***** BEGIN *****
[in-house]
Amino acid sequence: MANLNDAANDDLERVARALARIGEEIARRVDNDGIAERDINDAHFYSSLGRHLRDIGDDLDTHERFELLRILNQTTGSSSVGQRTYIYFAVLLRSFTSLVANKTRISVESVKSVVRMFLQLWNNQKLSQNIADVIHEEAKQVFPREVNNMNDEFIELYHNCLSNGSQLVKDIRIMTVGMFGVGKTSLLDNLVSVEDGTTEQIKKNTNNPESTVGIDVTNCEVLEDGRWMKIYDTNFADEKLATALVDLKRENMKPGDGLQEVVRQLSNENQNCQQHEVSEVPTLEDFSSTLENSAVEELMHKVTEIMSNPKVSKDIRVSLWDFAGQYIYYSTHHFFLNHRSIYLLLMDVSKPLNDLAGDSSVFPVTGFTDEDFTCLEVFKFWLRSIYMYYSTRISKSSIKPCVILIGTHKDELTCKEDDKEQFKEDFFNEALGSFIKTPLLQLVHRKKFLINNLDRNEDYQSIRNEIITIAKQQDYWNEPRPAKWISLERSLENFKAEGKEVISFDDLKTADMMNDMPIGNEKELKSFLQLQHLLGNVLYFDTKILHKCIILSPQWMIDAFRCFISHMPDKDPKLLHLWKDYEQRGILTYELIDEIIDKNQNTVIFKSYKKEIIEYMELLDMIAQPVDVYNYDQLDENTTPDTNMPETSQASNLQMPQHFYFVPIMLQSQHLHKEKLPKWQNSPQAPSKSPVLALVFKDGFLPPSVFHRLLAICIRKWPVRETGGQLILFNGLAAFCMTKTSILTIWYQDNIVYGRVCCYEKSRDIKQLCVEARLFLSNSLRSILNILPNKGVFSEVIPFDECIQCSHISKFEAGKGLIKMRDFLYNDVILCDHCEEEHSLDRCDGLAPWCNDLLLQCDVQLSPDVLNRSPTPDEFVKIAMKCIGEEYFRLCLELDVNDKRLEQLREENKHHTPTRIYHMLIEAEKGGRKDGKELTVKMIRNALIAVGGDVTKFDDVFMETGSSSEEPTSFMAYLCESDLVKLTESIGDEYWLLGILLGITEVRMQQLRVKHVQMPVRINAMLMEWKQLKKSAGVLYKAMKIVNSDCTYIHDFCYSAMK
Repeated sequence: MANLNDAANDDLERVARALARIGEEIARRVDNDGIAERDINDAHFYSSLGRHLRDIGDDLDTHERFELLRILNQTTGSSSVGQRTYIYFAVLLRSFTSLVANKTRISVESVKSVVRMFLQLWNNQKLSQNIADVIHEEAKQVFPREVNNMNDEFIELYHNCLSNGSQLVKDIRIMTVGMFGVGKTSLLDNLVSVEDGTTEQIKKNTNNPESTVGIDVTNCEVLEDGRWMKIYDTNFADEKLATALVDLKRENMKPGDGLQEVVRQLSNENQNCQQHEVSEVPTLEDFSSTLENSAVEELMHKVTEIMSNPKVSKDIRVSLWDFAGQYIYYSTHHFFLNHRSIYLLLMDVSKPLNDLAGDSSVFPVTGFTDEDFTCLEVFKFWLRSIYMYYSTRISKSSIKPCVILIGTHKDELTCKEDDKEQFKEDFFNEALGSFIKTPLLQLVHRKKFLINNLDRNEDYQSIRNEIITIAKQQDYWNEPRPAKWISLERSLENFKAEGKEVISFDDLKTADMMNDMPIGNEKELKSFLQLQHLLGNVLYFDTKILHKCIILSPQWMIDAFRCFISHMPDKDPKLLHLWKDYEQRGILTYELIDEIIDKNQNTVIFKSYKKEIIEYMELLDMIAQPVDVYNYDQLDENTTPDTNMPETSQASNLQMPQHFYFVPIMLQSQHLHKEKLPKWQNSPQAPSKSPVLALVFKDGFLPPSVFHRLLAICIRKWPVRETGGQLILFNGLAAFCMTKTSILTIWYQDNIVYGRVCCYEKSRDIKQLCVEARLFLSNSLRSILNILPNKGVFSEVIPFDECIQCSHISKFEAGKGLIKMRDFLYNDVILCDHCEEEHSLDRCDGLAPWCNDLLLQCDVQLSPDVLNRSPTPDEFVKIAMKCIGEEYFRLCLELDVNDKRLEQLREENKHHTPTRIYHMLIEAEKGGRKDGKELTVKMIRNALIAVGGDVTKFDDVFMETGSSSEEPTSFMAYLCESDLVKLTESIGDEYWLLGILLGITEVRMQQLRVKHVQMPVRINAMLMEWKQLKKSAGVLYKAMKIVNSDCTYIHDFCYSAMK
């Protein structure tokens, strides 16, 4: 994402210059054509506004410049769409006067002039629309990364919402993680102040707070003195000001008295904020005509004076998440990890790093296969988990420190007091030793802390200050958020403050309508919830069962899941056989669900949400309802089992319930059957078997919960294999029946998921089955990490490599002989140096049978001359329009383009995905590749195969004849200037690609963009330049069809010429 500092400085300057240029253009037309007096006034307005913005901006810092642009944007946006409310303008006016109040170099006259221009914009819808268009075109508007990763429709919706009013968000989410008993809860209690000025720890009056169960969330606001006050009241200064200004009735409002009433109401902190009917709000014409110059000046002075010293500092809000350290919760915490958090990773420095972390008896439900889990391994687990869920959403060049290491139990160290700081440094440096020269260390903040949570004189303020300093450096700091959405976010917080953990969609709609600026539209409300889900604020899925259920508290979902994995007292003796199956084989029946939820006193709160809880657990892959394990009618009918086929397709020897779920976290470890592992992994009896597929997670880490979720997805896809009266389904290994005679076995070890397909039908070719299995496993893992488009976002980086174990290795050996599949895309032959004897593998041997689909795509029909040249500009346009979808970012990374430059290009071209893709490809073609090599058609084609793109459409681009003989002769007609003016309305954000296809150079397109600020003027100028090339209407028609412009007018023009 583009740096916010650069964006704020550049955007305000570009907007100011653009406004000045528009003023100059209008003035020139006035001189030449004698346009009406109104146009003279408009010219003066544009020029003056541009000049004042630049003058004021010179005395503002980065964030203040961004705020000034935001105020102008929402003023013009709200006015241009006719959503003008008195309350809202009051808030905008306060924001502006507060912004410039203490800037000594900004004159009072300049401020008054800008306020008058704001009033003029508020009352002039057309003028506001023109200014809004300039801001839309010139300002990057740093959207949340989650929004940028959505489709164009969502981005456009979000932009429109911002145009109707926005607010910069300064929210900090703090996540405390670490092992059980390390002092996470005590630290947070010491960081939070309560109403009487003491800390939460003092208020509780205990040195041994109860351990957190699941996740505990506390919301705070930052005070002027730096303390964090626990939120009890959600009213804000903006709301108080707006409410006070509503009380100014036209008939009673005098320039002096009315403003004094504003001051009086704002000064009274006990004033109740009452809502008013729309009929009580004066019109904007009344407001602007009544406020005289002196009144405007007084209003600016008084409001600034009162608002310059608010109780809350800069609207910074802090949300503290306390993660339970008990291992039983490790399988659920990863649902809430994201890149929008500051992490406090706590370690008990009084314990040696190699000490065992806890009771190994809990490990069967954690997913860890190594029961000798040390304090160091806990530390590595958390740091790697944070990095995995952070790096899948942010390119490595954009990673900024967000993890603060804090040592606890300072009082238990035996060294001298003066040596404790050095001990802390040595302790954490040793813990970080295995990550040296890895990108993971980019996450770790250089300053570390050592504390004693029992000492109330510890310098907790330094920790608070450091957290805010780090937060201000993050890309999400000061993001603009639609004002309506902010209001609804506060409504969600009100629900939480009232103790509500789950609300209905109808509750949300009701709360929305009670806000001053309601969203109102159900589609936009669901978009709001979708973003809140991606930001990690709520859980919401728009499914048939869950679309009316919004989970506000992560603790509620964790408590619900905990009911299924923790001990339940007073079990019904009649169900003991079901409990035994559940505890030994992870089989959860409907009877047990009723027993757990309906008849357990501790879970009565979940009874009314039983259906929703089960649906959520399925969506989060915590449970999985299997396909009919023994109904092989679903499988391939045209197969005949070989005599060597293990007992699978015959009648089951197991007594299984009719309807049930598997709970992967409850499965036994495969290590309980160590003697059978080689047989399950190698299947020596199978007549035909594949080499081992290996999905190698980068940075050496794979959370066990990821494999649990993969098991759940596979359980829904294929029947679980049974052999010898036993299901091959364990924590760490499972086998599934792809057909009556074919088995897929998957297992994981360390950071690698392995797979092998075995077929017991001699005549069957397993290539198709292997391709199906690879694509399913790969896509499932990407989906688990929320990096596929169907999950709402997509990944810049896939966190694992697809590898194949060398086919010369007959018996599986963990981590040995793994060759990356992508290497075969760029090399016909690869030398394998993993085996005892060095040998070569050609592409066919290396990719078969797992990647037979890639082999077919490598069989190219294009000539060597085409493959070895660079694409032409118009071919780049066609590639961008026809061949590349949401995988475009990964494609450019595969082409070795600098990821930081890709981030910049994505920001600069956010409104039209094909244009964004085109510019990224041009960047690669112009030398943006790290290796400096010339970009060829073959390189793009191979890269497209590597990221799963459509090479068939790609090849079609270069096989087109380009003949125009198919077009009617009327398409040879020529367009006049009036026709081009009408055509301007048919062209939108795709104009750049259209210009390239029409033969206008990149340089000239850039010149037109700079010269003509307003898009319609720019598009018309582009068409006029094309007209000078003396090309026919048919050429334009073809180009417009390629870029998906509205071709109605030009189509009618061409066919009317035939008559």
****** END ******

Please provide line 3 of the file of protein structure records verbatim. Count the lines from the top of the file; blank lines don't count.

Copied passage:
Repeated sequence: MANLNDAANDDLERVARALARIGEEIARRVDNDGIAERDINDAHFYSSLGRHLRDIGDDLDTHERFELLRILNQTTGSSSVGQRTYIYFAVLLRSFTSLVANKTRISVESVKSVVRMFLQLWNNQKLSQNIADVIHEEAKQVFPREVNNMNDEFIELYHNCLSNGSQLVKDIRIMTVGMFGVGKTSLLDNLVSVEDGTTEQIKKNTNNPESTVGIDVTNCEVLEDGRWMKIYDTNFADEKLATALVDLKRENMKPGDGLQEVVRQLSNENQNCQQHEVSEVPTLEDFSSTLENSAVEELMHKVTEIMSNPKVSKDIRVSLWDFAGQYIYYSTHHFFLNHRSIYLLLMDVSKPLNDLAGDSSVFPVTGFTDEDFTCLEVFKFWLRSIYMYYSTRISKSSIKPCVILIGTHKDELTCKEDDKEQFKEDFFNEALGSFIKTPLLQLVHRKKFLINNLDRNEDYQSIRNEIITIAKQQDYWNEPRPAKWISLERSLENFKAEGKEVISFDDLKTADMMNDMPIGNEKELKSFLQLQHLLGNVLYFDTKILHKCIILSPQWMIDAFRCFISHMPDKDPKLLHLWKDYEQRGILTYELIDEIIDKNQNTVIFKSYKKEIIEYMELLDMIAQPVDVYNYDQLDENTTPDTNMPETSQASNLQMPQHFYFVPIMLQSQHLHKEKLPKWQNSPQAPSKSPVLALVFKDGFLPPSVFHRLLAICIRKWPVRETGGQLILFNGLAAFCMTKTSILTIWYQDNIVYGRVCCYEKSRDIKQLCVEARLFLSNSLRSILNILPNKGVFSEVIPFDECIQCSHISKFEAGKGLIKMRDFLYNDVILCDHCEEEHSLDRCDGLAPWCNDLLLQCDVQLSPDVLNRSPTPDEFVKIAMKCIGEEYFRLCLELDVNDKRLEQLREENKHHTPTRIYHMLIEAEKGGRKDGKELTVKMIRNALIAVGGDVTKFDDVFMETGSSSEEPTSFMAYLCESDLVKLTESIGDEYWLLGILLGITEVRMQQLRVKHVQMPVRINAMLMEWKQLKKSAGVLYKAMKIVNSDCTYIHDFCYSAMK